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and here – another article.
Has Nestle Gone Too Far?
Forbes Business AUG 21, 2015 Clark Wolf
Protests against Nestle, the food giant, over child slavery in cocoa production, water grabbing in the drought-stricken West, baby formula hawking in third world countries and a host of other highly questionable and controversial practices, seem to be coming to a head. Could this be a tipping point for the world’s largest multi-national products-that-some-call -food company? Reddit is ablaze.
Are they heading into Mac Donald’s country? Are they starting to smell like Whole Foods?
Ok, that’s extreme. But the gist is clear. MacDonald’s has come to mean a meandering behemoth that can’t quite finds its way. Like the funny old uncle who really should wash that shirt. Whole Foods has come to mean a bait and switch fancy grocery that gets caught overcharging. Coast to Coast. Like a vintage car salesman who, this time, wants to unload something called an Edsel, and makes you wonder about the Corvair you coveted your last year in college.
The man (their CEO) said he doesn’t think water should be free, or that’s what he seemed to say. To Californians. In the midst of a 5 year drought that threatens to undermine the farming that feeds much of the nation. No matter what you think of the actual rights and details involved, no matter how deeply your libertarian leanings go, this is tone deaf beyond belief. This is the kind of life in a bubble away from real people that can undermine the basic trust needed to create successful, beloved and time tested brands. He may support efforts to provide safe drinking water to tough regions but keeps slurping huge volumes of public water near Sacramento for free, selling it back to Californian’s in heavy plastic bottles. What’s wrong with this picture?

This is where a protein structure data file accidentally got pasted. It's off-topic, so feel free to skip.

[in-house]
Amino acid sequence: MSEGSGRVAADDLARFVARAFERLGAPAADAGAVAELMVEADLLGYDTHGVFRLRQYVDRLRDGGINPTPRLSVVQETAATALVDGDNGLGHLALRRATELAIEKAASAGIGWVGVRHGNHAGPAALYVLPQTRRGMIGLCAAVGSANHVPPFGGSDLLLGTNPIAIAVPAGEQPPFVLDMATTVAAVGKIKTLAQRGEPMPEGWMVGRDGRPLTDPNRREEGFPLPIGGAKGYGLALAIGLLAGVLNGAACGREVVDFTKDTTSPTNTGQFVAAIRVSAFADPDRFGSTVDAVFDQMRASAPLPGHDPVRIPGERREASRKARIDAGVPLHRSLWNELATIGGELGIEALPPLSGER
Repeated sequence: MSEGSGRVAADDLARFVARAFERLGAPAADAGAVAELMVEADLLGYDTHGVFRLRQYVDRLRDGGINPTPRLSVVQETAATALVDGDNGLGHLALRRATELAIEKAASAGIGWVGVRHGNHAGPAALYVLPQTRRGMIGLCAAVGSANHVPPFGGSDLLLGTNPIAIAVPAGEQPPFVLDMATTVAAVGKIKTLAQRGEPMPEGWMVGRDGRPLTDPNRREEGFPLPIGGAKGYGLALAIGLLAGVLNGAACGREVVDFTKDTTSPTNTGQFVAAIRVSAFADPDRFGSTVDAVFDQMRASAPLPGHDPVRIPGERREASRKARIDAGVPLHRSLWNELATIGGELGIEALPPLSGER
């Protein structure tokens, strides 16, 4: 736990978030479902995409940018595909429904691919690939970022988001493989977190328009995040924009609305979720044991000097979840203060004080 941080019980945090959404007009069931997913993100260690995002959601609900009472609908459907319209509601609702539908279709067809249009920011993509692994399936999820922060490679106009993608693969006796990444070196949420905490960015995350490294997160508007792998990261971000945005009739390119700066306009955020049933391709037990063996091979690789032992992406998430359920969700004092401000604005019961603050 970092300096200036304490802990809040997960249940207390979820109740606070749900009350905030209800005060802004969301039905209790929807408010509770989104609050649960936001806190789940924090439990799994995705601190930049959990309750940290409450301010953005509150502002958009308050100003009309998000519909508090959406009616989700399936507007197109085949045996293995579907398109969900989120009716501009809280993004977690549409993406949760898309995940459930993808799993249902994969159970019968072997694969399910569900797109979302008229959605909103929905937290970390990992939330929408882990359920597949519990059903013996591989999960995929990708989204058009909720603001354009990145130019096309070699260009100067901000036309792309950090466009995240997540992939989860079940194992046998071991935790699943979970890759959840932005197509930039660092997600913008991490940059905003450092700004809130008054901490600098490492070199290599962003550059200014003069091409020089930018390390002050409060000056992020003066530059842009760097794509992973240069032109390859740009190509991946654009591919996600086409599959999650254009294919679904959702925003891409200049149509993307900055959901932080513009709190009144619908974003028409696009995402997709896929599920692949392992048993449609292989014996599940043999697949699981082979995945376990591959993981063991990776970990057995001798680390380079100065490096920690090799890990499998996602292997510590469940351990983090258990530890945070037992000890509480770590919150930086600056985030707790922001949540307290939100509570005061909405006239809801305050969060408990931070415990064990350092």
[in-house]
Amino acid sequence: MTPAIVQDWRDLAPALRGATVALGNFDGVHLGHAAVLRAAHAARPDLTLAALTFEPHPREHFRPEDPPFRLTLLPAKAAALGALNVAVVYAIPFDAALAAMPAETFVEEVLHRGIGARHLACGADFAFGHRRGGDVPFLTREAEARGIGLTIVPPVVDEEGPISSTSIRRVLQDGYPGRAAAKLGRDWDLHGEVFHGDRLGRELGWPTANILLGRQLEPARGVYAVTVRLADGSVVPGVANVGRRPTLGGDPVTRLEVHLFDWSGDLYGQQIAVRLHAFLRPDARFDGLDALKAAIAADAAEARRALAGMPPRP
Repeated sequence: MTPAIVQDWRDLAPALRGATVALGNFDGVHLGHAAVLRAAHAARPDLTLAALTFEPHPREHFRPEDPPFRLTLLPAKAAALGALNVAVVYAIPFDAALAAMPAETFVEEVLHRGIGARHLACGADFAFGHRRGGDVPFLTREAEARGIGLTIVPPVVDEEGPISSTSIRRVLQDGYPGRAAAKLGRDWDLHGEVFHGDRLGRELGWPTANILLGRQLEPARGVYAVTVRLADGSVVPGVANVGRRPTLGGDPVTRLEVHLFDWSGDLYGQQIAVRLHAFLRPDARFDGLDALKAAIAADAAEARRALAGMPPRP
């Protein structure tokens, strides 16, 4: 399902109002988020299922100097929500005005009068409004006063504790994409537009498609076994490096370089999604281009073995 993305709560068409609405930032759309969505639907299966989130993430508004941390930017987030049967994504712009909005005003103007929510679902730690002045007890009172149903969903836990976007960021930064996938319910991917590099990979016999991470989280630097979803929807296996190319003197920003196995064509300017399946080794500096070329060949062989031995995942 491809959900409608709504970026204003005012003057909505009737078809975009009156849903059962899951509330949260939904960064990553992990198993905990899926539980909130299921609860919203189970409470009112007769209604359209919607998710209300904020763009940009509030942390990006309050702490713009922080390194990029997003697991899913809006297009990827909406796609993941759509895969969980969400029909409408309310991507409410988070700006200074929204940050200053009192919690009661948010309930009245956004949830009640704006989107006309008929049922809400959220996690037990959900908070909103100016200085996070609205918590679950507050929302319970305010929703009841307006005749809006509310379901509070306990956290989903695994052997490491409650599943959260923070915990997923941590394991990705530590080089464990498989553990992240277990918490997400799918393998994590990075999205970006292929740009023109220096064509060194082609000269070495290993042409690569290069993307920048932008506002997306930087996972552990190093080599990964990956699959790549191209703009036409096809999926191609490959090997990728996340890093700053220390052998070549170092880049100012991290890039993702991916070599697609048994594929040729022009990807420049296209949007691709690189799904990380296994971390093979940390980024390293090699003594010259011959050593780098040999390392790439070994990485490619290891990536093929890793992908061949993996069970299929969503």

And make no mistake, Nestle sells brands. Not water or chocolate or cereal, or yogurt, or ice cream or frozen foods or baby foods or any of those other things. They sell Nespresso, and Perrier and Coffee Mate and Munch Bunch, and Gerber and Stouffer’s and Hot Pockets and Lean Cuisine and too many more to even think about naming.
It’s brands and distribution, promotion and marketing, business dealing and category building they are actually very good at. It’s why they sell Cheerio’s in countries beyond the US and Eskimo in Finland. They don’t make food or other edibles or drinkables. Or if they do, they don’t think of them as food. They try to get workable ingredients at the lowest possible prices mixed with the latest technology (that may later turn out to be extremely unhealthy…but until it’s proven, what the heck, let’s sell it), add some flashy packaging and a major media push. Or they buy a company that fits their portfolio and roll out a couple of quarters of well-planned placement and marketing.
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I am not trashing any of those valuable skill sets. They bring value and create profits. What I’m questioning and what seems to be gaining traction among activists, shareholders and general consumers alike are the issues of safety, honesty and trust. When it comes to putting food into the bodies of our families and friends this is a whole new world. Organics are in the billions. Major foodservice companies are having to consider – and preform on – commitments to ethical, sustainable and healthful farming and food making. Transparency is king, and going for Emperor.
Nestle needs to get a handle on where and how they do the business of food and how they tell the story of their company and companies before they truly loose the brand value they’ve built. Stakeholders in all areas will be pushing for action and wanting results.